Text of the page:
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Carberp is a trojan that uses the man-in-the-browser method to harm users while banking online or using a social network .

Despite its initially low distribution, it was classified as one of the most potentially dangerous Trojans by antivirus manufacturers such as Trend Micro due to its high damage potential. The Federal Office for Information Security warned against Carberp in 2010.

Carberp manipulates the websites accessed by the user directly in the browser and spies out login data even before they are encrypted. Carberp does not need admin rights for these actions and thus bypasses the protection provided by the user account control of Windows Vista and Windows 7 .

The Carberp Trojan has the following properties, among others:

  • it deactivates other malware in order not to be disturbed and to prevent the flow of information to other criminals
  • can run on the infected computer without administration rights
  • the malicious program has full control over the Internet traffic of the infected computer
  • Carberp transmits data to the attacker's server in real time

Carberp is constantly being developed and comes in different variants. A variant of the Carberp Trojan that appeared in 2012 blocks access to Facebook . Instead of the normal profile page, the user is shown a page in the Facebook look, on which he is asked to pay a sum of money in order to get his login back.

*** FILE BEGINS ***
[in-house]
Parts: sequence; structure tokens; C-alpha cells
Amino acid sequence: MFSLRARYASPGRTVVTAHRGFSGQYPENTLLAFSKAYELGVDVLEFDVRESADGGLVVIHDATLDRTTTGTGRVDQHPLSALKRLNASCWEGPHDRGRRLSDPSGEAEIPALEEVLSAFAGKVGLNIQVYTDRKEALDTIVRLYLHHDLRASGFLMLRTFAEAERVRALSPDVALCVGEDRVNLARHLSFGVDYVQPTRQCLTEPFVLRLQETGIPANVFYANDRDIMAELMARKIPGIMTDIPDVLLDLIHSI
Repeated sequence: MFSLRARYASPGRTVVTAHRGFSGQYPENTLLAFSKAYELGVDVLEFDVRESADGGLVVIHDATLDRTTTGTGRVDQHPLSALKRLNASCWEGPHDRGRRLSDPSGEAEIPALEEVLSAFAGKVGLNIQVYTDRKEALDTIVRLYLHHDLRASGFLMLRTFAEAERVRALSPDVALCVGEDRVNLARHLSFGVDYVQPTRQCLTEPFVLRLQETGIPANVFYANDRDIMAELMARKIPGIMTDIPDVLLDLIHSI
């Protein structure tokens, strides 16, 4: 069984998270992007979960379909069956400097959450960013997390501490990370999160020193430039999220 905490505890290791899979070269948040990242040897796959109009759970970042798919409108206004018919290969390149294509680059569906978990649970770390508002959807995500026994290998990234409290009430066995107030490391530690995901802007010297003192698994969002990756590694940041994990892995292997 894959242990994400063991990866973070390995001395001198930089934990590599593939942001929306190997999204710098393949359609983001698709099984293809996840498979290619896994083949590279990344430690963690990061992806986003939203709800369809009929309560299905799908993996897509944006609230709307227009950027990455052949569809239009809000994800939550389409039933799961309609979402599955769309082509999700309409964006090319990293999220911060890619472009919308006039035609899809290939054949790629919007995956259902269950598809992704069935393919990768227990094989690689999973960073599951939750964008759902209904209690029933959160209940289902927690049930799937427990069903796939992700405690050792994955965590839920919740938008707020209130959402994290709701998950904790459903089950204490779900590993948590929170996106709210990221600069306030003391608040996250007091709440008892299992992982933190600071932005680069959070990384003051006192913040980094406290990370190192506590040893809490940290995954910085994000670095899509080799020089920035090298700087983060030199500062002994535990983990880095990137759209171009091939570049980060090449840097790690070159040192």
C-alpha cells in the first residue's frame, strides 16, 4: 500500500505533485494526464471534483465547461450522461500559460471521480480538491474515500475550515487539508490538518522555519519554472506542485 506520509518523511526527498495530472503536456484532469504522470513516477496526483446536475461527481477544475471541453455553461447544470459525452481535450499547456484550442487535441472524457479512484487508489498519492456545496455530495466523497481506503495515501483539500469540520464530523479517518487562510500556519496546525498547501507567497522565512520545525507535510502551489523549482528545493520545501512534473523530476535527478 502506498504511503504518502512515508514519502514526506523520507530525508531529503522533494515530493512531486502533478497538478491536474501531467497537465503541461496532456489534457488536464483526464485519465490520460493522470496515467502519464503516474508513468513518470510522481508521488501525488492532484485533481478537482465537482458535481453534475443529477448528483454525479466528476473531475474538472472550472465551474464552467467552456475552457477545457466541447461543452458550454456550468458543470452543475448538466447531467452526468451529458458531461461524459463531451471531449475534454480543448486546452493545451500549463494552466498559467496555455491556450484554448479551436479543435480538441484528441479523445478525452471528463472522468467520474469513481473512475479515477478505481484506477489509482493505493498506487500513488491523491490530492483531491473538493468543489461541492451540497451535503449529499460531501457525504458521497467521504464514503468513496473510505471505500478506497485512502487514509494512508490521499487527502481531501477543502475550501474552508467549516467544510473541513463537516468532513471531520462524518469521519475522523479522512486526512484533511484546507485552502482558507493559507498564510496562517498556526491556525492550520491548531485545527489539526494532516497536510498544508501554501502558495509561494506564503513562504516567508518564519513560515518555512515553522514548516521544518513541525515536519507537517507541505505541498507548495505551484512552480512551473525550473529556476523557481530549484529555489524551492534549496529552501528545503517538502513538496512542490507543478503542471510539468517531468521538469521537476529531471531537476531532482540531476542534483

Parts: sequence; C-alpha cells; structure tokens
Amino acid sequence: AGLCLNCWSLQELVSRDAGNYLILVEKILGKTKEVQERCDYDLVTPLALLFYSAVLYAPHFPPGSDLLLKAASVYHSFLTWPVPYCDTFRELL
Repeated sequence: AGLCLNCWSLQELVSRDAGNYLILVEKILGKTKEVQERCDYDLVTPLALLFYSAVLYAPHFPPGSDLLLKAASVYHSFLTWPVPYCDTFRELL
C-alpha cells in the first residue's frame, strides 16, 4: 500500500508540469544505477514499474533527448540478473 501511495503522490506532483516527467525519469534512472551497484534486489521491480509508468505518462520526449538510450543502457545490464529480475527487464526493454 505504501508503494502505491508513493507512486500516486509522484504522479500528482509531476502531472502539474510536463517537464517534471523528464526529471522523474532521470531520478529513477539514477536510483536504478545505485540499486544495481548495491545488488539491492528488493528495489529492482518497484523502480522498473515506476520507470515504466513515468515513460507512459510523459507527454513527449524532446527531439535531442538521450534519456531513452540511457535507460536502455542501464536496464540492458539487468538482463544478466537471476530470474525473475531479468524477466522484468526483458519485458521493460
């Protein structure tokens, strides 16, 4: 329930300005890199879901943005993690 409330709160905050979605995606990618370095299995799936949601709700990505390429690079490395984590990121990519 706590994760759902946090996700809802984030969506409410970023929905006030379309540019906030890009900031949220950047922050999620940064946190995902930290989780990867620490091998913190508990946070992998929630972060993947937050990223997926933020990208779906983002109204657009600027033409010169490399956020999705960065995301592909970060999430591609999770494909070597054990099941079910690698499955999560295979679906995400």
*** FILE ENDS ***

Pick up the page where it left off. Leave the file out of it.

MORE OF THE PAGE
Since June 2013 the source code of the Trojan, which was previously offered for sale for around 40,000 US dollars, has been freely available for download in various hacking forums.

Web links

Individual evidence

  1. a b c The Carberp Trojan ( memento of the original dated December 23, 2010 in the Internet Archive ) Info: The archive link was inserted automatically and has not yet been checked. Please check the original and archive link according to the instructions and then remove this notice. (PDF; 284 kB) at  @1@ 2Template: Webachiv / IABot /
  2. a b c BSI management report 4/2010,
  3. Trojan blackmailing Facebook users at
  4. Banking Trojan Carberp: Yesterday 50,000 US dollars, today free online at, accessed on July 1, 2013